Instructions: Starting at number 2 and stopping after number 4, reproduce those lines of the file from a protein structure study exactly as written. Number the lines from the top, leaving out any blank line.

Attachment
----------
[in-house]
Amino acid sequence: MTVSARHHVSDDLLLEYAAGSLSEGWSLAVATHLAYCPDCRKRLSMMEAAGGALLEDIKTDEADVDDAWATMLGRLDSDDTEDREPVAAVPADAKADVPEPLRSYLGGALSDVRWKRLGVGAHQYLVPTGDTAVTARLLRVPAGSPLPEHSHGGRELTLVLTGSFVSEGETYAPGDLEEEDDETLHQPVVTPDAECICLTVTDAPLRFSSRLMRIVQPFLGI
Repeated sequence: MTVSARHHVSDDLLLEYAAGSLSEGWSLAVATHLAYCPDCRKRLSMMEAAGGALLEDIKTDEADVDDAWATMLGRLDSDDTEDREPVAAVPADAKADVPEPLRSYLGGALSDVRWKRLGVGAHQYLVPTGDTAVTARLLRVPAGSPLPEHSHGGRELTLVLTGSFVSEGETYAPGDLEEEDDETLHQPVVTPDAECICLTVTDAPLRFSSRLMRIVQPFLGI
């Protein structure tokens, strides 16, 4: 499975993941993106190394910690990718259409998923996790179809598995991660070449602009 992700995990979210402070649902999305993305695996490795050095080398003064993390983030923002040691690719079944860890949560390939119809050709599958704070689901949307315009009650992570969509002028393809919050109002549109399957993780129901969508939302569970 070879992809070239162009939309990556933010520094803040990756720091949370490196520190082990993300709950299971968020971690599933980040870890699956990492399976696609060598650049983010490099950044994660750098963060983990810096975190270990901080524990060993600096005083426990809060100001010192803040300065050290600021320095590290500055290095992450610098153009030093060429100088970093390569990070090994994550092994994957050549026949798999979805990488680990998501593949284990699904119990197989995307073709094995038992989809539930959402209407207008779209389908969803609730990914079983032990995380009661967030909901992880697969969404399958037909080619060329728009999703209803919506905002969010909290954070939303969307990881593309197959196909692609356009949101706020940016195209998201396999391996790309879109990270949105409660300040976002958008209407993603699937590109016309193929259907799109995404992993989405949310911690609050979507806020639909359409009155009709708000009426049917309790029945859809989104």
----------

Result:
Amino acid sequence: MTVSARHHVSDDLLLEYAAGSLSEGWSLAVATHLAYCPDCRKRLSMMEAAGGALLEDIKTDEADVDDAWATMLGRLDSDDTEDREPVAAVPADAKADVPEPLRSYLGGALSDVRWKRLGVGAHQYLVPTGDTAVTARLLRVPAGSPLPEHSHGGRELTLVLTGSFVSEGETYAPGDLEEEDDETLHQPVVTPDAECICLTVTDAPLRFSSRLMRIVQPFLGI
Repeated sequence: MTVSARHHVSDDLLLEYAAGSLSEGWSLAVATHLAYCPDCRKRLSMMEAAGGALLEDIKTDEADVDDAWATMLGRLDSDDTEDREPVAAVPADAKADVPEPLRSYLGGALSDVRWKRLGVGAHQYLVPTGDTAVTARLLRVPAGSPLPEHSHGGRELTLVLTGSFVSEGETYAPGDLEEEDDETLHQPVVTPDAECICLTVTDAPLRFSSRLMRIVQPFLGI
């Protein structure tokens, strides 16, 4: 499975993941993106190394910690990718259409998923996790179809598995991660070449602009 992700995990979210402070649902999305993305695996490795050095080398003064993390983030923002040691690719079944860890949560390939119809050709599958704070689901949307315009009650992570969509002028393809919050109002549109399957993780129901969508939302569970 070879992809070239162009939309990556933010520094803040990756720091949370490196520190082990993300709950299971968020971690599933980040870890699956990492399976696609060598650049983010490099950044994660750098963060983990810096975190270990901080524990060993600096005083426990809060100001010192803040300065050290600021320095590290500055290095992450610098153009030093060429100088970093390569990070090994994550092994994957050549026949798999979805990488680990998501593949284990699904119990197989995307073709094995038992989809539930959402209407207008779209389908969803609730990914079983032990995380009661967030909901992880697969969404399958037909080619060329728009999703209803919506905002969010909290954070939303969307990881593309197959196909692609356009949101706020940016195209998201396999391996790309879109990270949105409660300040976002958008209407993603699937590109016309193929259907799109995404992993989405949310911690609050979507806020639909359409009155009709708000009426049917309790029945859809989104």